The following account comes from Highways and Byways of Hertfordshire
I cannot dismiss the name of Chauncy from my page just yet, and that for a most excellent reason. For the trend of my somewhat sentimental journey leads me next to Walkern, and the trial of Jane Wenham of Walkern at the instigation of Sir Henry Chauncy was the last trial for witchcraft held in England.
It was in the year 1713. The Rev. Francis Bragge of Hitchin [This is an error - see below] was a witness against the supposed witch, and was afterwards the author of a pamphlet which was bought in great numbers and read with avidity. The whole story, viewed from this distance of time, is so utterly foolish and contemptible that we can only wonder how learned and able men could occupy themselves with its investigation , and were it not that history teems with other cases equally foolish, we might suppose the details of the trial and condemnation of Jane Wenham grossly exaggerated.
Chauncy had committed the woman to Hertford gaol on a charge of witchcraft, and according to the extraordinary evidence adduced at her trial she was a witch indeed. Anne Thorn, a girl of sixteen years of age, had dislocated her knee. It was alleged that one day, as she was sitting before the fire by reason of the weakness of her limb, she suddenly bounded out of the house, ran swiftly down the road for about half a mile, jumped a high gate with ease, and returned home after an absence of only six or seven minutes, bringing with her, wrapped in her apron, some sticks which she had gathered by the way! In the eyes of Hertfordshire experts this was in itself ample proof that Anne Thorn had been subjected, at the bidding of some naughty wizard or witch, to the tender mercies of the Evil One or his emissaries. Nor was evidence wanting to prove that the perpetrator of this wickedness was a witch and none other than Jane Wenham of Walkern. For Jane had been vigorously attacked by the infuriated Anne, and her flesh was not as the flesh of womankind, for the sound of Anne's finger-nails against her face was as the sound of "scratching " against a wainscot.
Nor was this unaccompanied by other wonders. A "gentleman " — in point of fact Mr. Arthur Chauncy — kindly made a little experiment for his own satisfaction, and by repeatedly burying a pin to the head in Jane Wenham's arm proved conclusively that she bore pain without flinching, that she shed no blood when wounded, and that she must therefore be a witch. Here was cumulative and circumstantial evidence which none could gainsay, but there was more behind. It was found that poor Jane could not repeat the Lord's Prayer correctly and, most ominous of all this damning evidence, cats were wont to lurk in her presence in a most peculiar manner. What need had an enlightened jury of any further witnesses? Jane Wenham was declared, after full, and of course impartial hearing, to be guilty of personal intercourse with the father of lies, who conversed with her in the likeness of a cat, and the jury considered her worthy of death.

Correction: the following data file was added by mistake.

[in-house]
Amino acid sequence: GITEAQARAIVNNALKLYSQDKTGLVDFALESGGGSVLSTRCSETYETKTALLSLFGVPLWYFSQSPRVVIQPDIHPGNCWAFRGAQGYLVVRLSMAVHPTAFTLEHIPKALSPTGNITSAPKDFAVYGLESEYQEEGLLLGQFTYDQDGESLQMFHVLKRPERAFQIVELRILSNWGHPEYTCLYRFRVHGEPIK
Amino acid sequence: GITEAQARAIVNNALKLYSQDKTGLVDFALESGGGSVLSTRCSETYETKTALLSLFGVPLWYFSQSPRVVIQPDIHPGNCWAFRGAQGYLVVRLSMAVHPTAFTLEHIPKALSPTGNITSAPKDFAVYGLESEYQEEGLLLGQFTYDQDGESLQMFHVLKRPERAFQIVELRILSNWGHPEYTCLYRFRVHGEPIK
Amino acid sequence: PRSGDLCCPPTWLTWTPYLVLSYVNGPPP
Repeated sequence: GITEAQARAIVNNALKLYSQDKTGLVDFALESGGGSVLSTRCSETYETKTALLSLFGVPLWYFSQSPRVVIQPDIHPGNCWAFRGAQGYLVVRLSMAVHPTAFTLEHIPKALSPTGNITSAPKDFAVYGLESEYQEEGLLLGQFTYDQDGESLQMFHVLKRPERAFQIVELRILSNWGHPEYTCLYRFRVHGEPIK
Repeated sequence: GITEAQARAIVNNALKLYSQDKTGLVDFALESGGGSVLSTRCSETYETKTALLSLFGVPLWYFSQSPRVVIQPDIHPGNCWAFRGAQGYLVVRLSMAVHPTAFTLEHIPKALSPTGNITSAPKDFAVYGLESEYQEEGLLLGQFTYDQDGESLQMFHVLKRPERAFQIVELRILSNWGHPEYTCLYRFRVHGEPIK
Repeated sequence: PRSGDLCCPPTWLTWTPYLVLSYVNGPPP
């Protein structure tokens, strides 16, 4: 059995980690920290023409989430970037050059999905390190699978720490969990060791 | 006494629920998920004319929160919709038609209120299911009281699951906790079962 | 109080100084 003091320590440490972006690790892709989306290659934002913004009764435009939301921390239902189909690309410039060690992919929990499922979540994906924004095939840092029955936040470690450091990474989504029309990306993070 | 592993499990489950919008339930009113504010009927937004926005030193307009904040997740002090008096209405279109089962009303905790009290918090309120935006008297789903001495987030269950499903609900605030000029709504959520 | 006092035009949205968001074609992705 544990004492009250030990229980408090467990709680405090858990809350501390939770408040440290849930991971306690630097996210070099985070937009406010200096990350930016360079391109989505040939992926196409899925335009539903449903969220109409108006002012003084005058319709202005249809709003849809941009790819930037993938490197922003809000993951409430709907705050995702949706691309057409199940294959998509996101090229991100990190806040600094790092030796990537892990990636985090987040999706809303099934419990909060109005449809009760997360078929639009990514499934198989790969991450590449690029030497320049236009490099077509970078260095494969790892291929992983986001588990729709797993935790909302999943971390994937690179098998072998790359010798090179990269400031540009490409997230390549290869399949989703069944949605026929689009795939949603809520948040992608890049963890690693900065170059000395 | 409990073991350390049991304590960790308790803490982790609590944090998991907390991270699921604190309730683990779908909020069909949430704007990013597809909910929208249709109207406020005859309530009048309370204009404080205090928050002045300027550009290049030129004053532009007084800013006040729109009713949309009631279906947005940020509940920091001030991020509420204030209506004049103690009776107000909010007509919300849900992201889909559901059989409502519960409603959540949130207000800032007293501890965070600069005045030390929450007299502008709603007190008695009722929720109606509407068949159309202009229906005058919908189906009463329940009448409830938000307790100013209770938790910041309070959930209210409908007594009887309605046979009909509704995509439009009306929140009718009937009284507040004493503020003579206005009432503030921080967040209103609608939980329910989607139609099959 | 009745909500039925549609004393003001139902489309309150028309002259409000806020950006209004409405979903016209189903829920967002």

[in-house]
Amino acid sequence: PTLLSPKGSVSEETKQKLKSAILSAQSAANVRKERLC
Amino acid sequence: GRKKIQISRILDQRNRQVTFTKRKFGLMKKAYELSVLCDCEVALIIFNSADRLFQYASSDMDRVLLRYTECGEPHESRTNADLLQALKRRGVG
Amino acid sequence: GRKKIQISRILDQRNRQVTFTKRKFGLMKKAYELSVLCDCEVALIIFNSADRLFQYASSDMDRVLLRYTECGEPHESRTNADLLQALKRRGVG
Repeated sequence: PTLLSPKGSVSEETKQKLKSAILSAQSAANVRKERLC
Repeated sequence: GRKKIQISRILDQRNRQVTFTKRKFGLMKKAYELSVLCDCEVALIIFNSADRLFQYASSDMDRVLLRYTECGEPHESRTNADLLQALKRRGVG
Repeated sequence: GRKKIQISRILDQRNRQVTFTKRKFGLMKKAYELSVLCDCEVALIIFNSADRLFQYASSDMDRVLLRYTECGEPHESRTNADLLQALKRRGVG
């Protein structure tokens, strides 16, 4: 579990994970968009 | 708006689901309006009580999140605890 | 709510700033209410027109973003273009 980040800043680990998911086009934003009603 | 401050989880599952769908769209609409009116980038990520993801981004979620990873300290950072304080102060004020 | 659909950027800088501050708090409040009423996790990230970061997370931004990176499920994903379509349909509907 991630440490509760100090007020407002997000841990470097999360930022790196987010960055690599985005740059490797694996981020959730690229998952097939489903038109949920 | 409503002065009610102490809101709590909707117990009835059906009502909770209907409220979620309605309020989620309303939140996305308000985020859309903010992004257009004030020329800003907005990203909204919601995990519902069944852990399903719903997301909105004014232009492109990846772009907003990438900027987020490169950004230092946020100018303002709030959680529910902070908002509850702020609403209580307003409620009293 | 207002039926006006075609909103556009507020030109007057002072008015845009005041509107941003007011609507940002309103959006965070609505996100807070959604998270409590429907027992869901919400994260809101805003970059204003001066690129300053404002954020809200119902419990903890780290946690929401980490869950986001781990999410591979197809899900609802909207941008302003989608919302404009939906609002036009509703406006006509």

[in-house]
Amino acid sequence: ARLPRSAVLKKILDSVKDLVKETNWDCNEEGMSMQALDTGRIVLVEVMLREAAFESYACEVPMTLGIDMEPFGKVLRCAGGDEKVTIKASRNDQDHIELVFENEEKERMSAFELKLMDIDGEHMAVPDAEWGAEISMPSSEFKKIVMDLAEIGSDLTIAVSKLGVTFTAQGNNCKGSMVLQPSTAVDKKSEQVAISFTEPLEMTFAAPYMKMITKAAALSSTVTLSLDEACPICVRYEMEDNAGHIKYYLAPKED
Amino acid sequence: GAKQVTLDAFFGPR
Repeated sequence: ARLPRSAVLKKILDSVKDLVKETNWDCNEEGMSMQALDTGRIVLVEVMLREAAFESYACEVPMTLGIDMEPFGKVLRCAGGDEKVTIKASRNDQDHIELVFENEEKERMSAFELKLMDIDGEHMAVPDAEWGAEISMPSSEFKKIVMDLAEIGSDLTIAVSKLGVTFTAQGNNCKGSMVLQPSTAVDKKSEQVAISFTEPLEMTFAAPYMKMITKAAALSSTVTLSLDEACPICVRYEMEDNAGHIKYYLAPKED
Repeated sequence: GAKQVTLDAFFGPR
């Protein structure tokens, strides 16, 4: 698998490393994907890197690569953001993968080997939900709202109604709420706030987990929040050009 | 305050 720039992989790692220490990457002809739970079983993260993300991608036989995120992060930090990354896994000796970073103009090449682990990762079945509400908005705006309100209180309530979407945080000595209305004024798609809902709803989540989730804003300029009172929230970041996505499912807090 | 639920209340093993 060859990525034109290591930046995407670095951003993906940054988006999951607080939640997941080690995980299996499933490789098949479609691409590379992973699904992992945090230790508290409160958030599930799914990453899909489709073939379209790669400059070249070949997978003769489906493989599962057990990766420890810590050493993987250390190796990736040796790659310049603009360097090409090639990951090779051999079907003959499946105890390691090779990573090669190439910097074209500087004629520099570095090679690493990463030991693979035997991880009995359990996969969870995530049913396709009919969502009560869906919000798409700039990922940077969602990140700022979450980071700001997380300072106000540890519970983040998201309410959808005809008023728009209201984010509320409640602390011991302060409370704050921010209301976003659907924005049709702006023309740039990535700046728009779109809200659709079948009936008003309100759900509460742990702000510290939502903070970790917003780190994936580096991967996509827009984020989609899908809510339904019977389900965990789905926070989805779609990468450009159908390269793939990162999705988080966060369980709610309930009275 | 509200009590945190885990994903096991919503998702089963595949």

I am pleased to be able to record that Judge Powell thought otherwise, and that having formally sentenced her to die the death of a witch, he sought and obtained her a pardon. Her case came to the notice of Col. John Plumer (an ancestor of [Charles] Lamb's Plumers), who ten years before had purchased the estate of New Place at Gilston, a dozen miles from the scene of the trial, and the Colonel permitted the " witch " to live peacefully in a cottage on his estate. As I have said, this woman of Walkern was the last person ever arraigned before English justices on so foolish a charge. Perhaps it is as well for many that they can even now be ignorant with impunity, for if an inaccurate repetition of the Lord's Prayer involved a young woman in a trial for witchcraft, such trials would still occur with considerable frequency.
For more information see Hertfordshire Memories, Wikipedia & The Last Witch of England
An article on the subject is published in Issue No. 1 of Herts Past & Present.
Simon Walker (smnwlkr1 @t yahoo.co.uk) and author of The Witches of Hertfordshire, writes: Just to let you know that your page on Wenham perpetuates a myth that the vicar of Hitchin was directly involved in the Wenham prosecution. The reason the error has arisen is a confusion between Francis Bragge (senior) who WAS vicar of Hitchin and his son, Francis Bragge (junior), who was of course, not...
Bragge senior was son-in-law to Sir Henry Chauncy (he married Jane Chauncy in 1686), and Bragge junior (b. 1690) was consequently Chauncy's grandson. There were nine pamphlets on the case (three by Bragge junior) and it is quite clear from their contents that this is the case. Bragge junior refers to two clergymen being involved with the prosecution (the reverends Strutt and Gardiner), and himself as one of the witnesses at the trial; and one of the pamphlets attacking belief in witches refers to Bragge as grandson of Sir Henry Chauncy.
I know your page is taken from another source, but as this is the sort of trap genealogists might fall into, I thought you'd like to know! I have all the pamphlets if you want the quotations that are relevant in full.
I am always happy to publicise such corrections as many stories, such as The Wicked Lady of Markyate, seem to grow with the telling, and few of the authors actually check the facts.
Page updated August 2006